WASHINGTON ― Top Democrats on Wednesday urged the Justice Department to scrap a classified briefing with top House Republicans regarding sensitive documents that the GOP lawmakers had requested about the Russia investigation, but said if the meeting was to go forward on Thursday, it ought to include lawmakers of both parties.
Justice Department officials invited Rep. Devin Nunes (R-Calif.), chairman of the House intelligence committee, and committee member Rep. Trey Gowdy (R-S.C.) to review information about an FBI informant who reportedly attempted to make contact with Donald Trump's campaign advisers prior to the 2016 election. The FBI had received evidence that the advisers had suspicious contacts linked to Russia.
Last week President Trump accused the FBI of "spying" on his campaign for "political purposes" and demanded the Justice Department probe that investigation and alleged surveillance. On Wednesday, he dubbed the FBI probe "SPYGATE," tweeting that it "could be one of the biggest political scandals in history!" These allegations are only the latest attempts from the president and his allies to discredit what is now special counsel Robert Mueller's investigation into Russia's meddling in the 2016 election.
In a Wednesday letter, Senate Minority Leader Chuck Schumer (D-N.Y.) and House Minority Leader Nancy Pelosi (D-Calif.) blasted the planned meeting between Justice Department officials and GOP lawmakers as "completely improper" and warned that it "would set a damaging precedent for your institutions and the rule of law."
In the letter addressed to Deputy Attorney General Rod Rosenstein and FBI Director Christopher Wray, the Democratic leaders argued that the meeting could create an opportunity for Trump and his allies on Capitol Hill to "prematurely access investigatory information and selectively leak national security secrets" in order to distort the facts about the Russia investigation, which has already yielded nearly two dozen indictments.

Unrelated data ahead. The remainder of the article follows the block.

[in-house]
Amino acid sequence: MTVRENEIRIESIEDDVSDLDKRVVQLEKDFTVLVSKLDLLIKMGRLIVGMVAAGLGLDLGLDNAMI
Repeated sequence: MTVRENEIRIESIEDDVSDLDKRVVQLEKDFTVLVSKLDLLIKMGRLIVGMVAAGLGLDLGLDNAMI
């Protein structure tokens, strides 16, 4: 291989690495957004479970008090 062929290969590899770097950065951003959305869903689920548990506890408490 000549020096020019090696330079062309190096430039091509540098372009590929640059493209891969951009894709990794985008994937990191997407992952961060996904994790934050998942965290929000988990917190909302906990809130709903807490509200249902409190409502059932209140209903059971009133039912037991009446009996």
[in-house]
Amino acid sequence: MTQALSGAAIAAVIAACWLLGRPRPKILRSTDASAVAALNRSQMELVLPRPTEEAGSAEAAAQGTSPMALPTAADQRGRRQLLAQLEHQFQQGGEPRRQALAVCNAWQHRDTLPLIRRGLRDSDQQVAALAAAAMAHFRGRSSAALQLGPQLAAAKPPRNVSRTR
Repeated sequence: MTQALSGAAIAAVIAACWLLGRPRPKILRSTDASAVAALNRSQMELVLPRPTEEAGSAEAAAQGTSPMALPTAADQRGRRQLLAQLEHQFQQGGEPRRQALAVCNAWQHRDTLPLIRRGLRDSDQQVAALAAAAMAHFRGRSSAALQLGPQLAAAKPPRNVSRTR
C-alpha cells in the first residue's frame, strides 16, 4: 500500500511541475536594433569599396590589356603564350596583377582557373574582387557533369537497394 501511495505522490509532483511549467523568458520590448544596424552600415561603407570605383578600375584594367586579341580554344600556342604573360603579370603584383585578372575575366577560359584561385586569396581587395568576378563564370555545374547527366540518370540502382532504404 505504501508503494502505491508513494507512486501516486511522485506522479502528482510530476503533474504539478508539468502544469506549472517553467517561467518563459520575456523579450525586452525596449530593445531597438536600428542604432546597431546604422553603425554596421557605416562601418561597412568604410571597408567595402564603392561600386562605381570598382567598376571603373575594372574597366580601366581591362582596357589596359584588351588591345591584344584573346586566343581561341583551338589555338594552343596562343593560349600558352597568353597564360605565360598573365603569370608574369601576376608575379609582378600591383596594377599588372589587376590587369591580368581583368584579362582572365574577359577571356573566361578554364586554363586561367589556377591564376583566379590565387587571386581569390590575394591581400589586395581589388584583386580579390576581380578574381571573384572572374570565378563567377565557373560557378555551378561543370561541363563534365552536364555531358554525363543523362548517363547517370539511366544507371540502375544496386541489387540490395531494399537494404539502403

"However," they wrote, "if you have determined in your best judgment that Justice Department participation in the meeting is the only way to prevent this situation from devolving into an outright constitutional crisis, then we believe you must insist on the only appropriate mechanism for highly sensitive briefings that might implicate intelligence sources and methods ― a bipartisan Gang of Eight briefing that involves congressional leadership from both chambers."
The "Gang of Eight" consists of Schumer; Pelosi; Nunes; Senate Majority Leader Mitch McConnell (R-Ky.); House Speaker Paul Ryan (R-Wis.); Sen. Richard Burr (R-N.C.), chairman of the Senate intelligence committee; Sen. Mark Warner (D-Va.), ranking member of the Senate intelligence committee; and Rep. Adam Schiff (D-Calif.), ranking member of the House intelligence committee.
Schiff on Wednesday called the Democrats' exclusion from the classified briefing "a serious abuse of power." Warner told a CNN reporter that he hoped the Justice Department "would not in any way be forced to reveal confidential information that would go against 75 years of practice."
Several Republicans are also requesting to be included in the Justice Department meeting, including Senate Majority Whip John Cornyn (R-Texas), Sen. Lindsey Graham (R-S.C.). and Sen. Chuck Grassley (R-Iowa), chairman of the Senate Judiciary Committee.
Sen. Jeff Flake (R-Ariz.), a frequent Trump critic who is not seeking re-election this year, tweeted that excluding Democrats from the classified briefing "is not right."